• I'm not the first person to think of constraining cabal to use older versions - e.g. Cabal bug 2876 from 2015.
  • The Trustee tool can infer minimum bounds, but it's Linux only so doesn't work for me. It is probably better for people who want to do their own bound checking.
  • Compiling kabal required a bit of trial and error, I eventually settled on compiling each dependent Cabal package in turn into the global package database, which wasn't ideal, but did work.

Friday, March 09, 2018

Safe Library with better Stack Traces

Summary: The safe library now provides error messages with short and informative stack traces on errors.

The Haskell base library contains a number of functions that crash under certain circumstances, e.g. tail []. The safe library attempts to tame these functions, providing tailDef (which uses a default value on []) and tailNote (which gives you a chance to provide some extra information if there is a failure). Since GHC 7.10 there has been support for adding stack traces to exceptions, where if any function with an appropriate annotation calls error it will include some stack trace.

Just over a year ago the safe library introduced a Partial constraint in Safe.Partial to declare that a function is partial, which also provides the annotations for error. The signature of tailNote became:

tailNote :: Partial => String -> [a] -> [a]

This signature has two benefits - it is visible in the documentation and it provides the stack trace if something goes wrong. If you typed tailNote "uhoh" [] in ghci you got:

Prelude Safe> tailNote "uhoh" []
*** Exception: Safe.tailNote [], uhoh
CallStack (from HasCallStack):
  error, called at .\Safe\Util.hs:23:44 in safe-0.3.16-9YcgrXj17kg79mfNx7tCoF:Safe.Util
  fromNoteModule, called at Safe.hs:65:12 in safe-0.3.16-9YcgrXj17kg79mfNx7tCoF:Safe
  fromNote, called at Safe.hs:108:17 in safe-0.3.16-9YcgrXj17kg79mfNx7tCoF:Safe
  tailNote, called at <interactive>:5:1 in interactive:Ghci1

Great - we can see the final line says we were on line 5 of the interactive and ran tailNote. Useful, but with the new version of safe it's even better:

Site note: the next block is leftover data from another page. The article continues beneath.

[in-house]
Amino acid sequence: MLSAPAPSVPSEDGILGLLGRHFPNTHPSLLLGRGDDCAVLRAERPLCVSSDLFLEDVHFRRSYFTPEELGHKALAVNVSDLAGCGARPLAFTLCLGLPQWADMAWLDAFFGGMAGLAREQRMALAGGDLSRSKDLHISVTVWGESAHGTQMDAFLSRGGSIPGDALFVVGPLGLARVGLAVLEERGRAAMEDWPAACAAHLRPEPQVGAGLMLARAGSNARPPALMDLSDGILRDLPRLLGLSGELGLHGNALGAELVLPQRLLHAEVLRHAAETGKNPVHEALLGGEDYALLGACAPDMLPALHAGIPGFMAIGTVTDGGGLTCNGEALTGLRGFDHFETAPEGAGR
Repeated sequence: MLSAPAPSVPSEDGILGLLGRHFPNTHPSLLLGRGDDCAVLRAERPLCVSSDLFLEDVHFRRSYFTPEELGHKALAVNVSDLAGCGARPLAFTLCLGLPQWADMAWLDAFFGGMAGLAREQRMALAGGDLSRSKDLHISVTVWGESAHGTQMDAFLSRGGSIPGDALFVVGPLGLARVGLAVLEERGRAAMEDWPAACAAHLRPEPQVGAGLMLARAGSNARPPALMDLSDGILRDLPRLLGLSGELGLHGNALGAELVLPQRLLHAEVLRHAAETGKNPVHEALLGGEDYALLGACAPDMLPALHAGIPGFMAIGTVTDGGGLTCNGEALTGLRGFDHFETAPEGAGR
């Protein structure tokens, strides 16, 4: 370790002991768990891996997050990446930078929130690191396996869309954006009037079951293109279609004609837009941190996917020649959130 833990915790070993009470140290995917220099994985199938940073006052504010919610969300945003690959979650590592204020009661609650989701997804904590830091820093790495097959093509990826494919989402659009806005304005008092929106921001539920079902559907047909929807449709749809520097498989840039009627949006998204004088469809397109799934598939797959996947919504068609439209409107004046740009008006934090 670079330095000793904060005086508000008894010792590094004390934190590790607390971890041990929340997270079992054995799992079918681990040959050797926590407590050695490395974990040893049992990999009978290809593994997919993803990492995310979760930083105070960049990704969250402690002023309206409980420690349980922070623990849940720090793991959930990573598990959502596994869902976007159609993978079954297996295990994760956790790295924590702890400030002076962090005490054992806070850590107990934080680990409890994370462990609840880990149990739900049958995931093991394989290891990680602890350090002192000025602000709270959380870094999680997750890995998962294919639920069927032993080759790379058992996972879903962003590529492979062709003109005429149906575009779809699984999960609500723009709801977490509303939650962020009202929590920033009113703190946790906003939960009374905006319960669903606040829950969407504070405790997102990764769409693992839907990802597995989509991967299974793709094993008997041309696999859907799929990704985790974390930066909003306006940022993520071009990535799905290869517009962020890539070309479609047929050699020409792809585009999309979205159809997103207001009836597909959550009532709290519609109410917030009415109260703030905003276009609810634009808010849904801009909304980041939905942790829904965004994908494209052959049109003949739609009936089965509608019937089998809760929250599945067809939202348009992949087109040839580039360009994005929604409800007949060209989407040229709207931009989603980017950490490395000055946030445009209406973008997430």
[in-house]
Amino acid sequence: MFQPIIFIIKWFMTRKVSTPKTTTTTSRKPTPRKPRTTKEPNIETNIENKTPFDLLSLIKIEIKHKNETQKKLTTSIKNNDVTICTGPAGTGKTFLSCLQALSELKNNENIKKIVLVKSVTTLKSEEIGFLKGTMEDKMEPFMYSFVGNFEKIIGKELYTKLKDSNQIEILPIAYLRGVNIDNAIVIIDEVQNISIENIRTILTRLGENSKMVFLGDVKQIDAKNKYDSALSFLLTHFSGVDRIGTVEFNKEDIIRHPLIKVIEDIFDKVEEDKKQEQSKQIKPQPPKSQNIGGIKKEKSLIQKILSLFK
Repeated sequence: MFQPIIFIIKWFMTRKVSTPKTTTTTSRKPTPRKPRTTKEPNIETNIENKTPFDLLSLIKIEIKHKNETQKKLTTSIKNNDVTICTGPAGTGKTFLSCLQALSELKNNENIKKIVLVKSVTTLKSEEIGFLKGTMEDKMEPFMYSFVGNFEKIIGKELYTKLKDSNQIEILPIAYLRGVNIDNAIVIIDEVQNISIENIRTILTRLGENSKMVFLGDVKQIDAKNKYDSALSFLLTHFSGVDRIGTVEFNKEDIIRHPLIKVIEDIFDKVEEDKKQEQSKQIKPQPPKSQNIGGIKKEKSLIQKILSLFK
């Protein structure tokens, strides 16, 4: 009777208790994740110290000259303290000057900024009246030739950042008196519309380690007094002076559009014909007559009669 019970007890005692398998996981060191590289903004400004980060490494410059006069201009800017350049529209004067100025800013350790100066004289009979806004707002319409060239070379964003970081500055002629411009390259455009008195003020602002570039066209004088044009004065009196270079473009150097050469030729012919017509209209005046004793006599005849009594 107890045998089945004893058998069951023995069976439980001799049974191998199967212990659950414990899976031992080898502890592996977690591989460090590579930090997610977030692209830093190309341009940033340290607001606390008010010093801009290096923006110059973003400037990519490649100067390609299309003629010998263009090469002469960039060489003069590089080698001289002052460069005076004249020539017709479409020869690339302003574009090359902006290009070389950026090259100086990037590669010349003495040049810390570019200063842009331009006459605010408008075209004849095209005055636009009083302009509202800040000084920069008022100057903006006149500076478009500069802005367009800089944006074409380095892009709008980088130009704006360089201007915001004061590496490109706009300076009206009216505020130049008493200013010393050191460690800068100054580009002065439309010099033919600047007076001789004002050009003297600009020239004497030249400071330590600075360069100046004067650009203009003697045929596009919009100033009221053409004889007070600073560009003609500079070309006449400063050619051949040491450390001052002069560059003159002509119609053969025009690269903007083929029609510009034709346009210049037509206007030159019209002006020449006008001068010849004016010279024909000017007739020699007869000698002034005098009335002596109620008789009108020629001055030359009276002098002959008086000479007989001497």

*Main> tailNote "uhoh" []
*** Exception: Safe.tailNote [], uhoh
CallStack (from HasCallStack):
  tailNote, called at <interactive>:1:1 in interactive:Ghci1

We still get the interesting final line, but all the internal details of safe, e.g. the fact that tailNote calls fromNote have disappeared.

To get the stack traces just add Partial to any function you believe to be partial - it's easy. If you are happy to stick with GHC 8.0 and above you can use HasCallStack from GHC.Stack without depending on safe. I am slowly adding annotations to my packages, for example the extra library has Partial annotations.

Supressing the internal functions was a lot more work. I think it's worth it for a package that is all about nice handling of errors, but I probably won't bother in any of my other packages. The change to the code was going from:

tailNote note = fromNote note "tailNote []" . tailMay


tailNote note x = withFrozenCallStack $ fromNote note "tailNote []" $ tailMay x

The main change is we've added withFrozenCallStack, which freezes the call stack at this point and stops new entries from being accumulated inside the bowels of our library. The other change was to eta-expand the definition by adding x on both sides, so that withFrozenCallStack gets to block the actual error, and not merely a function that later produces an error.

Partial constraints are very powerful, and I hope in time they are adopted universally throughout the Haskell ecosystem. One day I hope the Prelude.tail function will also have a Partial constraint.